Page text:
Cramer's Mad Money - The Ultimate Stealth Rolling Bull Market (11/10/09)

by: Miriam Metzinger

Stocks discussed on the in-depth session of Jim Cramer's Mad Money TV Program, Tuesday November 10.

The Ultimate Stealth Bull Market: XTO Energy (XTO), Apple (NASDAQ:AAPL), Microsoft (NASDAQ:MSFT), Apache (NYSE:APA), Occidental Petroleum (NYSE:OXY), BP (NYSE:BP), Burlington Northern (BNI), CSX (NYSE:CSX), Union Pacific (NYSE:UNP), Altria (NYSE:MO), Coca Cola (NYSE:KO), ConEd (NYSE:ED)

"This is indeed the ultimate stealth rolling bull market," said Cramer. Instead of the entire market rallying at once, the action has been characterized by an upsurge in one sector at a time. In the spring, bank stocks led the way, doubling and tripling in value, followed by a rally in semiconductors. Tech soon followed, with Apple (AAPL) and Microsoft (MSFT) as the leaders of the pack.

Natural gas saw 15-20% gains, particularly in XTO Energy (XTO) and Apache (APA) prior to oil's rally; now Occidental Petroleum (OXP) is up 10 points and BP has risen 10%. Warren Buffett's now-famous purchase of Burlington Northern (BNI) galvanized transports, particularly CSX (CSX) and Union Pacific (UNP). There was a rally Tuesday in defensive stocks led by Altria (MO), Coca Cola (KO) and ConEd (ED).

Cramer would play this trend through buying stocks in sectors that have rested the most, starting with banking, then tech and oil and so on. Cramer thinks the rolling sets of bull markets tend to "mask the true power of this entire move," and the move is going to be a "relentless run higher."

Abbott Labs (NYSE:ABT), Johnson & Johnson (NYSE:JNJ) Off the Charts

The charts and the fundamentals agree: Abbott Labs (ABT) is a better stock than Johnson & Johnson (JNJ). Abbott has moved up 20% between August and October and broke its 200 day moving average. It has pulled back, but only on low volume. Abbott is seeing higher highs and lower lows and is rising on high volume. Johnson & Johnson's chart tells a different story. While it did rally in the spring, Johnson & Johnson has been stuck in the same range since July and it appears that investors are selling into strength rather than buying into weakness. High volume selling in October brought Johnson & Johnson's stock price down and it seems to be headed even lower.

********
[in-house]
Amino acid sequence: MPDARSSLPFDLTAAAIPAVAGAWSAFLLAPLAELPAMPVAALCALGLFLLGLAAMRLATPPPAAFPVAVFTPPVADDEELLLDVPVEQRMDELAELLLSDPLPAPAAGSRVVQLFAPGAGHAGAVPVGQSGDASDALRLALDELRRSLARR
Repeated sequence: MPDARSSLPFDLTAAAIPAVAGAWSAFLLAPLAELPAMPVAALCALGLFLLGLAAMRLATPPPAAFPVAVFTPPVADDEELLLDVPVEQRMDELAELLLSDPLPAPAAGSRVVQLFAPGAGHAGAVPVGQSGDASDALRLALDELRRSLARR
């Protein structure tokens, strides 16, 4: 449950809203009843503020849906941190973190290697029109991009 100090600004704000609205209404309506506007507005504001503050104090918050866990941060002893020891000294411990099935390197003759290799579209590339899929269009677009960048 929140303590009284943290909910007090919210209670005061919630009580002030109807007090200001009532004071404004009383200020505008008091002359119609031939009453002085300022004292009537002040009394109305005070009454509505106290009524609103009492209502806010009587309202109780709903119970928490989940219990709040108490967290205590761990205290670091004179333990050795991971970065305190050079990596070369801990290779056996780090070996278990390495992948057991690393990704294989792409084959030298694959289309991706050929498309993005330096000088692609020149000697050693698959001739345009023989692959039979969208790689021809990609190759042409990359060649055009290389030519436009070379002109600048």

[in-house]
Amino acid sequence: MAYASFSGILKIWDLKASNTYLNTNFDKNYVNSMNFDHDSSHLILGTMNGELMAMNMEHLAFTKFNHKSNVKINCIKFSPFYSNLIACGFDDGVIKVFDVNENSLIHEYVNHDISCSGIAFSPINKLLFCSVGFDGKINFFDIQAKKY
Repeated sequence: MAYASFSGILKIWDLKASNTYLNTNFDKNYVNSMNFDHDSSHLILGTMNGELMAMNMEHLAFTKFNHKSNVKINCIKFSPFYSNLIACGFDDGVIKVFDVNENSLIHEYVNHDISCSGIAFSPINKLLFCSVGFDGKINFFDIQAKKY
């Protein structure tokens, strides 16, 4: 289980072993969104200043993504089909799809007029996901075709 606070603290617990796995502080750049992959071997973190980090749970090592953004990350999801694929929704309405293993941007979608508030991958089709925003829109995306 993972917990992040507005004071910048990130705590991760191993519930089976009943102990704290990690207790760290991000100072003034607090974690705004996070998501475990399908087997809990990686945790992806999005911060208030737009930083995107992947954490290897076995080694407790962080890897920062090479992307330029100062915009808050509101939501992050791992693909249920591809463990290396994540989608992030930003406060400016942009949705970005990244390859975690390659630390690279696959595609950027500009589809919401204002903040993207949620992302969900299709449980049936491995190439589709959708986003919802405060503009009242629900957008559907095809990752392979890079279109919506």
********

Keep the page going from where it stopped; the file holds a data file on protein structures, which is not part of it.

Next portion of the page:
Johnson & Johnson's fundamentals are just as bleak. Three of the company's drugs: Floxin, Remicade and Velcade are about to lose patent protection and Risperdal already has. There are no new products in the near future to replace these drugs. Johnson & Johnson beat its earnings estimates, but only by eliminating jobs and cutting back on research and development. The company intends to cut 6,000-7,000 more jobs.

Abbott is growing through increased revenues, not through cutbacks, and has the highest growth rate in big pharma, 11% compared to Johnson&Johnson's 7%. Sales of its rheumatoid arthritis drug, Humira, is up 24%, Xience, a drug-eluting stent, is also performing well. Abbott's nutritional products division has grown by 10% and its acquisition of the European firm Solvay will translate into strong earnings.

For all of its advantages, Abbott sells at only a slight premium to Johnson & Johnson; a multiple of 12.6 compared to JNJ's 12.4. "Abbott is clearly the stronger player," commented Cramer.

CEO Interview: Michael Johnson, Herbalife (NYSE:HLF), Avon (NYSE:AVP), Tupperware (NYSE:TUP), Nutrisystem (NASDAQ:NTRI)

Cramer admits he judged Herbalife (HLF) too hastily; on his negative view of its business model, he made bearish statements about the company in June, only to see the stock price increase 44.5% since then. Herbalife, which sells nutritional supplements and personal care products is often viewed as just another pyramid scheme, but the company recently beat earnings estimates by 16 cents a share and offered better-than-expected guidance. Compared with other multi-level marketers, Avon (AVP), Tupperware (TUP) and Nutrisystem (NTRI), Herbalife, which trades at 11 times earnings, is the cheapest in the group and has returned 148% in five years, second only to Nutrisystem's 155%.

Michael Johnson says the company is benefiting from the weak dollar, since 80% of its sales are overseas. Herbalife has just expanded into Vietnam, a country of 87 million people who are ideal customers for its products. Johnson says the company is finding ways to help its distributors in a difficult economy by offering deeper discounts. Cramer likes Herbalife's clean balance sheet, its $250 million in cash and says Michael Johnson is "money in the bank."


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